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South Norfolk Council tackles food waste with its first Community Fridge

PUBLISHED: 16:07 20 November 2017 | UPDATED: 16:25 20 November 2017

Chairman of Costessey Town Council,  Patrick O'’Connor and South Norfolk’s cabinet member for the environment and recycling, Kay Mason-Billig . Picture: Duncan Kerridge/ Norfolk Waste Partnership

Chairman of Costessey Town Council, Patrick O''Connor and South Norfolk's cabinet member for the environment and recycling, Kay Mason-Billig . Picture: Duncan Kerridge/ Norfolk Waste Partnership

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South Norfolk Council has opened its first Community Fridge.

South Norfolk’s cabinet member for the environment and recycling, Kay Mason-Billig and chairman of Costessey Town Council,  Patrick O’'Connor. Picture: Duncan Kerridge/ Norfolk Waste PartnershipSouth Norfolk’s cabinet member for the environment and recycling, Kay Mason-Billig and chairman of Costessey Town Council, Patrick O’'Connor. Picture: Duncan Kerridge/ Norfolk Waste Partnership

The aim of the Community Fridge is to tackle food waste by offering food that is nearing its sell-by date to others in the community.

The fridge is at West Costessey Hall and is supported by Costessey Town Council, South Norfolk Council, Recycle for Norfolk, the environmental charity Hubbub UK and Sainsbury’s Waste less Save More.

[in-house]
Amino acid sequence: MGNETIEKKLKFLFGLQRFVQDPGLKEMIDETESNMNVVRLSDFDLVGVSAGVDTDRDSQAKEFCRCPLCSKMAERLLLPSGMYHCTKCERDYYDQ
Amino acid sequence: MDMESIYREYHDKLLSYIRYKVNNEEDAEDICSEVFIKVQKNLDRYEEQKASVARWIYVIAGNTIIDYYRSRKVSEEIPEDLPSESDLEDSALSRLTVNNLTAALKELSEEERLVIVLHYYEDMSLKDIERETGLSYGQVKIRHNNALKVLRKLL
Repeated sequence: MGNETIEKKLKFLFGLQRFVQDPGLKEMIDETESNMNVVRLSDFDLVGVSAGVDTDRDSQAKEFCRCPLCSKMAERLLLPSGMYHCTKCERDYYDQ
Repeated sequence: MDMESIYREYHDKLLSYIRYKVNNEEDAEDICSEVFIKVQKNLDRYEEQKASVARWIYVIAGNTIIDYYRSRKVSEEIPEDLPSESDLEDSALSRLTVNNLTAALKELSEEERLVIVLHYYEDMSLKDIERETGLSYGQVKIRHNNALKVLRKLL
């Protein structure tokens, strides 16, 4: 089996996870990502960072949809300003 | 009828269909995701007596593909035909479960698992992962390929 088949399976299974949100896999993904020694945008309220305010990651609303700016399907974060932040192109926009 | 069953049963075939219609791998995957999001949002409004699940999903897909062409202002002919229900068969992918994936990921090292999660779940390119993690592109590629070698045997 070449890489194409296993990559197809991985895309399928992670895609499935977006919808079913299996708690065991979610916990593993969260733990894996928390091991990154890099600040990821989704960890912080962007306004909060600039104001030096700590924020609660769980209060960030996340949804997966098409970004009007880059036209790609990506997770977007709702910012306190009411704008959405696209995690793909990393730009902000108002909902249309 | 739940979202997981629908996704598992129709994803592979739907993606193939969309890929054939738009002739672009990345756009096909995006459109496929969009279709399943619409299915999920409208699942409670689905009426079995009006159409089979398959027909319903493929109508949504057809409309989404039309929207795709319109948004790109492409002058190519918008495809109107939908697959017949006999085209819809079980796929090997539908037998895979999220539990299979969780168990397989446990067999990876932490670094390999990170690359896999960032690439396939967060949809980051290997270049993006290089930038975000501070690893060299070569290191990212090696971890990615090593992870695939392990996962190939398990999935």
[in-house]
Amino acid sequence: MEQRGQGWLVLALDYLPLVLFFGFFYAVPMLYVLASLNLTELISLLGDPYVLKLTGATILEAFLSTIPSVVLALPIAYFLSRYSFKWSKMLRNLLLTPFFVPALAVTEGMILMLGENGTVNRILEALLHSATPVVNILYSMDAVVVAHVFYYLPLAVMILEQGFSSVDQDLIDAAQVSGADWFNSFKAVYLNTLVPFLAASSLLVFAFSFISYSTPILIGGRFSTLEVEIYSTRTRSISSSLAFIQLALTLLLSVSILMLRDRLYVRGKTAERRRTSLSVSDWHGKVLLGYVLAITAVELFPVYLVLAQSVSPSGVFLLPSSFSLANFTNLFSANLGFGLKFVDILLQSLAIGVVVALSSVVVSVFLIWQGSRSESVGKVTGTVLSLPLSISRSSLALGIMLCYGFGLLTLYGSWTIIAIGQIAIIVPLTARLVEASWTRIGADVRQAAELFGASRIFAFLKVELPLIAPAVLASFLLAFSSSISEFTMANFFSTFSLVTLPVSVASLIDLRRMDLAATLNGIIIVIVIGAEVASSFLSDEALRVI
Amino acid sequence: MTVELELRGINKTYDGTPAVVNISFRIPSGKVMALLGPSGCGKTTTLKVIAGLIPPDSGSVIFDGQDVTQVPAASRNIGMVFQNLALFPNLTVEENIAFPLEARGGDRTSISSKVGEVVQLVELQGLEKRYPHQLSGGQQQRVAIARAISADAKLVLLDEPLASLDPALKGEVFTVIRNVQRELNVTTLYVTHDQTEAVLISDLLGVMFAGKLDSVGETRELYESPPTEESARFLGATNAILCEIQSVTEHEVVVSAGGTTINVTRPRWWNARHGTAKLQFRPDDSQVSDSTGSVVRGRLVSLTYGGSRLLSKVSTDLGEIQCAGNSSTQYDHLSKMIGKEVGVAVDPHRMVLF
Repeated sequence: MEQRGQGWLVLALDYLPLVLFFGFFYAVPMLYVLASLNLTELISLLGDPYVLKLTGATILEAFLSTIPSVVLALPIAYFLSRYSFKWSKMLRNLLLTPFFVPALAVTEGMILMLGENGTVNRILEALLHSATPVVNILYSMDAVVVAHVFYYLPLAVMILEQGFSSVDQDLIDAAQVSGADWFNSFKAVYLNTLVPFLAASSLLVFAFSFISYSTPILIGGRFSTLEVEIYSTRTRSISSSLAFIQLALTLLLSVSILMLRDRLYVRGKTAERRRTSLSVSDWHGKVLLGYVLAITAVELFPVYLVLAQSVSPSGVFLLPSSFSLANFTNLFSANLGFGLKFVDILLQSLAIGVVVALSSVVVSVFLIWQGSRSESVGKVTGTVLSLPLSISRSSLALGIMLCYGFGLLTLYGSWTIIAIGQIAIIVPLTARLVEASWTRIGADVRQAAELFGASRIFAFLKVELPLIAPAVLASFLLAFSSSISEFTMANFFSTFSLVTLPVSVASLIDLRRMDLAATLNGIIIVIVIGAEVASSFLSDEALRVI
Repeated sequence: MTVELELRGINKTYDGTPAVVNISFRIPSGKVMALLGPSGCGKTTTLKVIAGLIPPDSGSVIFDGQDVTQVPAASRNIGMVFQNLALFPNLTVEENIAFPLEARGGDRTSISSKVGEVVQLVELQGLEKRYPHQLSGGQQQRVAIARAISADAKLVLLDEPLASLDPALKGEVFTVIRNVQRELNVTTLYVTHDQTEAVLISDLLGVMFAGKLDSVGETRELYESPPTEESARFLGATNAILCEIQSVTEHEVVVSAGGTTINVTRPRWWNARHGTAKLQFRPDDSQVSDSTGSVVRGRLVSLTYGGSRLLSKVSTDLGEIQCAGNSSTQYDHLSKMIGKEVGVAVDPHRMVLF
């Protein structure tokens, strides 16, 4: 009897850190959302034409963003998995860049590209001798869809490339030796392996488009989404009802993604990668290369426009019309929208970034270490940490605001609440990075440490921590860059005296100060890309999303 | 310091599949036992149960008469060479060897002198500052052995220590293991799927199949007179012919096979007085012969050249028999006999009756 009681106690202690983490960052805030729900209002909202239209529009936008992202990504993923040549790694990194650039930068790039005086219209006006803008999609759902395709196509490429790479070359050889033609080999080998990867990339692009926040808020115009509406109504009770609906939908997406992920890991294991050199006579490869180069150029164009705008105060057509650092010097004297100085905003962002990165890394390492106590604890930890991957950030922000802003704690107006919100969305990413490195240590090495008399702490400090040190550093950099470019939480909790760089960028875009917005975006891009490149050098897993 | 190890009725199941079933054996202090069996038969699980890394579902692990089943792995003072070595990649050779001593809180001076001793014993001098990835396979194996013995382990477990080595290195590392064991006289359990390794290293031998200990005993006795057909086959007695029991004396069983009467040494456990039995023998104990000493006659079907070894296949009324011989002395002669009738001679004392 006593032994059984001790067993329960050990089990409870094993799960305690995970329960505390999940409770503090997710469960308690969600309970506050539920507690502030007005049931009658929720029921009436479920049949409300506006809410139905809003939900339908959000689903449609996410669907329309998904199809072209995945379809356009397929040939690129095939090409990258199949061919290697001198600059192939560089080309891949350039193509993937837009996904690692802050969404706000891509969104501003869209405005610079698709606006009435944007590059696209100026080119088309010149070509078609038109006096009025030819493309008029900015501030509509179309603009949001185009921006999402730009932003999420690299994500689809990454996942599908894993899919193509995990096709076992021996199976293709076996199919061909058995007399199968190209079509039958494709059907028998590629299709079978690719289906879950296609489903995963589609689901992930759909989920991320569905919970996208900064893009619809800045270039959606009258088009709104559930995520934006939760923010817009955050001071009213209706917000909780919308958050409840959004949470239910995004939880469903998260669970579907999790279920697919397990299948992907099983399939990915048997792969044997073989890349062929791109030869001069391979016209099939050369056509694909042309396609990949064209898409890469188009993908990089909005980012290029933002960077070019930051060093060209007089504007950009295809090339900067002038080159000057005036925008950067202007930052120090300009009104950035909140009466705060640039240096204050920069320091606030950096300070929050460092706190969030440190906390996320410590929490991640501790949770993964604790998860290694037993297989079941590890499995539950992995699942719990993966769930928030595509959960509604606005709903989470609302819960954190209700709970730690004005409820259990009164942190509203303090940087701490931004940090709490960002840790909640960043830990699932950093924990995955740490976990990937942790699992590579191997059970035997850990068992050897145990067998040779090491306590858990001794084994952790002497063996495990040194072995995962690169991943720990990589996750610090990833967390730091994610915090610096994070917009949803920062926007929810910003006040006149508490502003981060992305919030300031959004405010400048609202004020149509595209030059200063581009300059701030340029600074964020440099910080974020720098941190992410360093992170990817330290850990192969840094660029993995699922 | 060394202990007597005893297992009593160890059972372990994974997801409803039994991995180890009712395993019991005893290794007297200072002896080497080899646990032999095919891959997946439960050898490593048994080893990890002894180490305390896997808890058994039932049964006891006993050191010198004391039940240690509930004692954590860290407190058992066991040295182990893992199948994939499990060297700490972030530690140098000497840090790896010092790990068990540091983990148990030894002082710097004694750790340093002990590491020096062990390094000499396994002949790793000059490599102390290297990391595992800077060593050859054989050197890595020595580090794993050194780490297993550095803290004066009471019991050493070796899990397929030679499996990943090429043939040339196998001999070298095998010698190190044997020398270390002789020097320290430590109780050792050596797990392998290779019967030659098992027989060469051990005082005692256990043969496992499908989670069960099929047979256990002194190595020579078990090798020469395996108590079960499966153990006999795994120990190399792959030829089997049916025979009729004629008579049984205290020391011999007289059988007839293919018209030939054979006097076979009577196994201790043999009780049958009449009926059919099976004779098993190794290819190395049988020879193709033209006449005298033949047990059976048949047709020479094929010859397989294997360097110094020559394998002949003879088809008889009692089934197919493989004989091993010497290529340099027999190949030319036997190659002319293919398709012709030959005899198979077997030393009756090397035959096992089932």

South Norfolk’s cabinet member for the environment and recycling, Kay Mason-Billig said: “No one likes to see edible food go to waste and this is such a simple idea to prevent it.”

It is not only open to members of the community as businesses are able to donate food.

She added: “Despite growing awareness of food waste generally, there aren’t that many ways for businesses to get food nearing its use-by date to others until now.”

Among the first to contribute to the scheme, by donating a selection of unsold goods, was Sainsbury’s and Marks and Spencer Food Hall on Longwater Retail Park, Linzers Bakery, Tesco’s and three of the East of England Co-op Food Stores at Dereham Road, Cannerby Lane Sprowston and, Earlham Green Lane.

Chairman of Costessey Town Council, Patrick O’Connor said: “We are calling on the support of food businesses in and around Costessey to donate surplus food still within its ‘use by’ date in to the Community Fridge.

“The scheme is an excellent way for local people to help themselves to good quality free food.”

The fridge is open four days a week for anyone to come in a take food for free.

The average family throws away £700 worth of food every year and at the same time 4 million people in the UK are living in food poverty.

More than half of the food waste in the UK is avoidable.

Otherwise known as ‘Honesty’ Fridges, Community Fridges have been successfully introduced in Spain, Germany and other parts of the UK.

Norfolk now has seven fridges making it the biggest network of Community Fridges outside of London.

The fridge is part of a project to raise awareness of food waste known as the Costessey Discovery Community. This includes pop-up exhibitions to highlight the issue of food waste and how to prevent it.

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